Today is my tenth day at work, my wife sent me a video of my son, Amru, laying sick and telling me, “Baba, I’m sick and I want medication.” I felt lots of pain and immediately started making calls to check on him and make sure he’s fine and secured, my brother who is a doctor assured to me that he is fine and didn’t want me to be distracted from my job. I still spent my night sick worried, it’s not easy to be far from your kids in such times.
During my stay in the Rafah Crossing Field Hospital, my university duties were also on my mind, as I am doing a Bachelor’s in Health Administration at Al-Quds Open University and I’m graduating this semester, so I had to find some time between the endless workload to submit the electronic activities required of me to the university. I also finished my final exams online while in the quarantine center. Life must go on, and nothing should stop us, no matter what.
Sunday, May 3
Today was our last day at the Rafah Crossing Field Hospital for treating COVID-19 patients in the Gaza Strip. We handed over the mission to competent colleagues managing the work for 15 days in the field hospital. We were sad to leave the place because we were aware of the great mission that we work with. Our hearts were broken due to the hope that we and the patients would leave together. I left behind five patients still receiving the necessary care, and my goal was to leave the hospital with all my patients completely healthy.
Today, we leave the hospital and head to quarantine for 14 days, in order to ensure our safety and that of our loved ones.
Update from Ibrahim: “After returning from my work mission at the Rafah Crossing Field Hospital for COVID-19 patients, we were quarantined for 14 days to ensure our safety, and then I was assigned by the Ministry of Health to work as a nursing team official at the Turkish Al-Sadaqa Hospital for 21 days. Currently I am self-quarantining to ensure our safety, and I am ready to work where ever I am needed to help all patients.”
[Ibrahim Ramzi Ali Al-Nabulsieh, 30 years is a Gaza doctor, has a Nursing Diploma, and a Bachelor of Health Management. He is lives in Nusseirat camp in the central Gaza Strip and is married with two children
“I’m lucky to have had come back home before everything escalated.”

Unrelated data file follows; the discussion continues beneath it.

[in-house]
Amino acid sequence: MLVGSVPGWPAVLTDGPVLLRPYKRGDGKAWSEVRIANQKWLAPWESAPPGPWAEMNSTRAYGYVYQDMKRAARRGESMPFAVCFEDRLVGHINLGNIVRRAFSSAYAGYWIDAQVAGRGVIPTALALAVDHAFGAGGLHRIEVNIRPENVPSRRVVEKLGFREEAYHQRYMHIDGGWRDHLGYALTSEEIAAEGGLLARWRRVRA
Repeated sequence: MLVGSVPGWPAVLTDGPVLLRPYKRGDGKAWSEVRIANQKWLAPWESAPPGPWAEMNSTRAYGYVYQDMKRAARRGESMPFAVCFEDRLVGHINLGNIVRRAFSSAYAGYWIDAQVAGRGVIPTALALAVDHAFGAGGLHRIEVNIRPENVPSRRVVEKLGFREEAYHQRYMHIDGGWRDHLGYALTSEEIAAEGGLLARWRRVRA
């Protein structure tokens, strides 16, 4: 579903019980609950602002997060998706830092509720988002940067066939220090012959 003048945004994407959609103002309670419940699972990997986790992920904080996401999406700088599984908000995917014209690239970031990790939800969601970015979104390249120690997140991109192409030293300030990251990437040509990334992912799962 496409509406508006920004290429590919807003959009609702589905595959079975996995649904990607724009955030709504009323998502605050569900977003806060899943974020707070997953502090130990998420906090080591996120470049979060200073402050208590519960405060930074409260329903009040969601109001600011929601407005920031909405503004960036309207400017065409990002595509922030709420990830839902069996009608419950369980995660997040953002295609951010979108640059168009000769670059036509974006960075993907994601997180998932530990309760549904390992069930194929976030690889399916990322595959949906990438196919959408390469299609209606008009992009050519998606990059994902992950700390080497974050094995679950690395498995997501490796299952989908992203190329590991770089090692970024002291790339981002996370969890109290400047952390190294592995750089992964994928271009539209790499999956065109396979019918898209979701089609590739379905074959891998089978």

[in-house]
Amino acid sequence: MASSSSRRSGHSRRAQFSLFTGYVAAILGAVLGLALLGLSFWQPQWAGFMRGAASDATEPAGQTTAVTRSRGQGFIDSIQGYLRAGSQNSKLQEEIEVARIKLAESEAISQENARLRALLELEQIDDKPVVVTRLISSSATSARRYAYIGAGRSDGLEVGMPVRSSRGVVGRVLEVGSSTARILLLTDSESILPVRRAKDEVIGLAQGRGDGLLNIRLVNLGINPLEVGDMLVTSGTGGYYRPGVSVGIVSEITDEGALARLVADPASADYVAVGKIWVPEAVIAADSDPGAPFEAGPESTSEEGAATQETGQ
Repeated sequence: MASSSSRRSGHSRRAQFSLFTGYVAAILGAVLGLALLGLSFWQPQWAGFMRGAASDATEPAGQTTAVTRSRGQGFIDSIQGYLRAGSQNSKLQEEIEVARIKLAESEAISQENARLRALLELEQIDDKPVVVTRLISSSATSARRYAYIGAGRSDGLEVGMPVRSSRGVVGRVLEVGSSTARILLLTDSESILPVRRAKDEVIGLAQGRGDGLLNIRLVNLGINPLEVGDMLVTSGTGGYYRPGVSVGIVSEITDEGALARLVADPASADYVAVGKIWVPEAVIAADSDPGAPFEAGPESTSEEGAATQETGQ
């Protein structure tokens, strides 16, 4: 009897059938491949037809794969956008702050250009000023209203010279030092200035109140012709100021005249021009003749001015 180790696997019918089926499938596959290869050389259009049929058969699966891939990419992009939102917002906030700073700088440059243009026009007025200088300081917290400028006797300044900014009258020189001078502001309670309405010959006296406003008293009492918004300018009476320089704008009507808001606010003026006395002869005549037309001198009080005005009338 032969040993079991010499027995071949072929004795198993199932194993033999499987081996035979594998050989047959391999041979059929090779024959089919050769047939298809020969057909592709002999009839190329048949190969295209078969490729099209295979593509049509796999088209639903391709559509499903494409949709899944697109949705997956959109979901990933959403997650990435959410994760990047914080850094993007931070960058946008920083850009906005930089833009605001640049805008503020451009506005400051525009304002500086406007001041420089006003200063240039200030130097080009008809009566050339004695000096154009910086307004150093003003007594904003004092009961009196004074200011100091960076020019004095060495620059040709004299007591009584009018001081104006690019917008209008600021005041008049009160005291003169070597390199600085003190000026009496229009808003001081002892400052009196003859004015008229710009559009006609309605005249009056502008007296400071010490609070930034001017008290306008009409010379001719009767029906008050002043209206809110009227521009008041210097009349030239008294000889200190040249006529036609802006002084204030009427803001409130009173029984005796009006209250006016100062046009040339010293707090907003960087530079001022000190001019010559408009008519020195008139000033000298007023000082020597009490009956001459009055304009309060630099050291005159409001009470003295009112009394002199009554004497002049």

Friday, May 15
This Ramadan feels different. A bit strange, but definitely intimate. I happen to crave emotional and mental intimacy quite a lot. The abnormality, however, brings me back to Ramadan of 2014. The heat and bombing are not present, but the coziness of seeking shelter in loved ones at home and the uncertainty are almost identical.
Saturday, May 16
The weather is very strange today. It’s cold and foggy like a perfect winter afternoon. It’s funny saying that we live in a pandemic when the streets and markets are even more crowded than before.
The fog at sunrise reminds me of school days. Waking up at dawn and hurrying up to find a taxi so I won’t be late for school. I was 12 and Gaza was so different, certainly much more fun.
I went out without a mask because I don’t see it necessary under my circumstances. I carry a hand sanitizer in my bag like I’ve been doing for the last 10 years or so. It almost feels pretty normal and it’s been a month since I last read the updates on the coronavirus.
Sunday, May 17
I’ve been journaling since the start of this semi-lockdown. Something I’ve been trying to do for a while. It actually helps me contain my anxiety. Though insufficient to replace the pills, it remains lovely still. My aunt invited me to Iftar at the last minute. She lives around the corner so it wasn’t a hassle. We prayed together after. Then had tea and a delicious dessert. I always miss these family little gatherings when I’m traveling. I’m almost convinced that these social settings were one of the main reasons I came back and didn’t want to settle abroad. I can’t deal with cold weather and loneliness. I need to be around loud laughter, kids, and delicious homemade food. I’m too weak and sentimental like that.
Monday, May 18